Hi,

Could someone tell me if there's a better way of doing this? I was asked this question in an interview and I wrote a piece of code of O(n2).

``````// This function returns a new string of the common alphabets found in a and b
char* intersection(char*a, char* b)
{
static char temp[20];
int i = 0;
if ( (a==NULL) || (b==NULL))
exit(0);
else
{
while ( a != NULL)
{
if(strchr(b, *a))
{
temp[i] = *a;
i++;
a++;
}
}
}

return temp;
}
``````

Thanks,
Tina

Edited by mike_2000_17: Fixed formatting

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Last Post by Jammie

If the two strings are not sorted, the 'best' way depends on what trade off you want to make. If you want to have a small memory footprint but slower algorithm your way is fine. If you want to have a faster algorithm at the cost of more memory, two histogram tables is a good way:

``````define sa as array[0..CHAR_MAX] = {0}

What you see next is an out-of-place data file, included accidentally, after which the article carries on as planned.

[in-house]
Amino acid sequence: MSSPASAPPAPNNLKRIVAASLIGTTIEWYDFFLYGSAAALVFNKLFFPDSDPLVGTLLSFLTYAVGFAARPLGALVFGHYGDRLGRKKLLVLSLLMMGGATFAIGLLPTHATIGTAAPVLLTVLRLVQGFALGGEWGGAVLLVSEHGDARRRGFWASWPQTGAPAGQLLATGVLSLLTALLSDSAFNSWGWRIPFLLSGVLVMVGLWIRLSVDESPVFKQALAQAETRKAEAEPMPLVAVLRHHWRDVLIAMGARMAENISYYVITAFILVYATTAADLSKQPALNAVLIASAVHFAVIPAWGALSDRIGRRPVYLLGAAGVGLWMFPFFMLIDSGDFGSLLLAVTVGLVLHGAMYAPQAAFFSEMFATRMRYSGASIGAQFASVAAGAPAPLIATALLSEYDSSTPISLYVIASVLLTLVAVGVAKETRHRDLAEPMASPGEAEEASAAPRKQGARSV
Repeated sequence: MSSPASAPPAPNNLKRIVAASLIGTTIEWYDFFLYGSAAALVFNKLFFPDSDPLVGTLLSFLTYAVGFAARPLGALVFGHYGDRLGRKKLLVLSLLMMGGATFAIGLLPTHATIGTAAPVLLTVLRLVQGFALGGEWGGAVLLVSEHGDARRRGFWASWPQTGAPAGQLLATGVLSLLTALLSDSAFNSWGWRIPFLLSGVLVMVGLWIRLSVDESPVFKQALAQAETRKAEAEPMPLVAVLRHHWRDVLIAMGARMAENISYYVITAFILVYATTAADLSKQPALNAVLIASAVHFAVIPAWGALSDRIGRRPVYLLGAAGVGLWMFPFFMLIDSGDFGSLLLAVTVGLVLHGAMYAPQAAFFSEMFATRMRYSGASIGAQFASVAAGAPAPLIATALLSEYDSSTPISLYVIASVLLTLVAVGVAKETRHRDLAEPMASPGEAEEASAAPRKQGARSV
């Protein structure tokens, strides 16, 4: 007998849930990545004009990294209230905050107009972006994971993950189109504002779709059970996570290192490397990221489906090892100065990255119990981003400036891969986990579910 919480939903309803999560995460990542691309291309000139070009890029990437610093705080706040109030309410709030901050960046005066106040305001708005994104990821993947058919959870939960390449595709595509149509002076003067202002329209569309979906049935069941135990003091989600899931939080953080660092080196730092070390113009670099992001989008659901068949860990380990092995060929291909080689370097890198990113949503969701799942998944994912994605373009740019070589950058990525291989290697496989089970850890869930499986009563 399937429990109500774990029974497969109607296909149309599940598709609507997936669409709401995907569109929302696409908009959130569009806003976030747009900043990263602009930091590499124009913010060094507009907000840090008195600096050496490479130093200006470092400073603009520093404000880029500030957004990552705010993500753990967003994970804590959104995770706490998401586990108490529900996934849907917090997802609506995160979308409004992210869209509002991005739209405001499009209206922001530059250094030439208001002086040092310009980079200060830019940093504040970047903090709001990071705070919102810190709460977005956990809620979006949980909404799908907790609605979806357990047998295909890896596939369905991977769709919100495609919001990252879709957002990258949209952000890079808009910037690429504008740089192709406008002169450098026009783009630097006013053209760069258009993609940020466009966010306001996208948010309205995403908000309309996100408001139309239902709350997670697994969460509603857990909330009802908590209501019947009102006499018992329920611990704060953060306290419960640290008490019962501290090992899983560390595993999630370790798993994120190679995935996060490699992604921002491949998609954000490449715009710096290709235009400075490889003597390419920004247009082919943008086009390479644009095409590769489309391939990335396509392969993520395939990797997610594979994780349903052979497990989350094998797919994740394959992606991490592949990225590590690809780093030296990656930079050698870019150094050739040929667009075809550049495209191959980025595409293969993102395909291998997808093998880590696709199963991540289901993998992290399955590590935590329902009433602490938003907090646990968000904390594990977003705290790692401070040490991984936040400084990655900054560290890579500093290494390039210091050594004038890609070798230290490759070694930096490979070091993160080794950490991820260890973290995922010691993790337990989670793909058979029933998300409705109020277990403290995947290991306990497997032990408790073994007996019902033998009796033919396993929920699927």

define sb as array[0..CHAR_MAX] = {0}

// build the histograms
for x = 0 to a.length
++sa[a[x]]
loop

for x = 0 to b.length
++sb[b[x]]
loop

// print the unique intersection
for x = 0 to CHAR_MAX
if sa[x] <> 0 and sb[x] <> 0 then
print x as char
end if
loop``````

In C that comes out to about a 10 line function and it has O(n) time complexity.

Yes, I agree. Your code takes more memory and runs faster. I still need to figure out if there are other options. I'll give it another try.

Thanks a lot.

Tina

I still need to figure out if there are other options.

There are other options, but not for two unsorted strings. Most intersection algorithms assume that both sets are sorted and use an algorithm that is both fast and uses little or no extra memory.